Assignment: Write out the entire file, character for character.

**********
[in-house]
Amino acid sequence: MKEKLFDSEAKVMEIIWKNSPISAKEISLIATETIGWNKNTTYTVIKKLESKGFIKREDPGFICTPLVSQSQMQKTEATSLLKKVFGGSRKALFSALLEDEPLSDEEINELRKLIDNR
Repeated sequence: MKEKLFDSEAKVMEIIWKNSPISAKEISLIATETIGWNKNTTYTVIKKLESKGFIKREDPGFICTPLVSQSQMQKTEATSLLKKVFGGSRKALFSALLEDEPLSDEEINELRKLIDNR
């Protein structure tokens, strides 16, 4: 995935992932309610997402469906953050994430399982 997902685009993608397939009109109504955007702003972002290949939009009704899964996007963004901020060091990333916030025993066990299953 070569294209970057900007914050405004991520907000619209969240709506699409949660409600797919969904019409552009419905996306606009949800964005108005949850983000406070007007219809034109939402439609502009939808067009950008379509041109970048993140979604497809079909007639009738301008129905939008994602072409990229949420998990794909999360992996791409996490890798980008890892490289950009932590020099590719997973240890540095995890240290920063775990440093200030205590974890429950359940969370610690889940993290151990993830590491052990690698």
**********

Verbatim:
[in-house]
Amino acid sequence: MKEKLFDSEAKVMEIIWKNSPISAKEISLIATETIGWNKNTTYTVIKKLESKGFIKREDPGFICTPLVSQSQMQKTEATSLLKKVFGGSRKALFSALLEDEPLSDEEINELRKLIDNR
Repeated sequence: MKEKLFDSEAKVMEIIWKNSPISAKEISLIATETIGWNKNTTYTVIKKLESKGFIKREDPGFICTPLVSQSQMQKTEATSLLKKVFGGSRKALFSALLEDEPLSDEEINELRKLIDNR
């Protein structure tokens, strides 16, 4: 995935992932309610997402469906953050994430399982 997902685009993608397939009109109504955007702003972002290949939009009704899964996007963004901020060091990333916030025993066990299953 070569294209970057900007914050405004991520907000619209969240709506699409949660409600797919969904019409552009419905996306606009949800964005108005949850983000406070007007219809034109939402439609502009939808067009950008379509041109970048993140979604497809079909007639009738301008129905939008994602072409990229949420998990794909999360992996791409996490890798980008890892490289950009932590020099590719997973240890540095995890240290920063775990440093200030205590974890429950359940969370610690889940993290151990993830590491052990690698």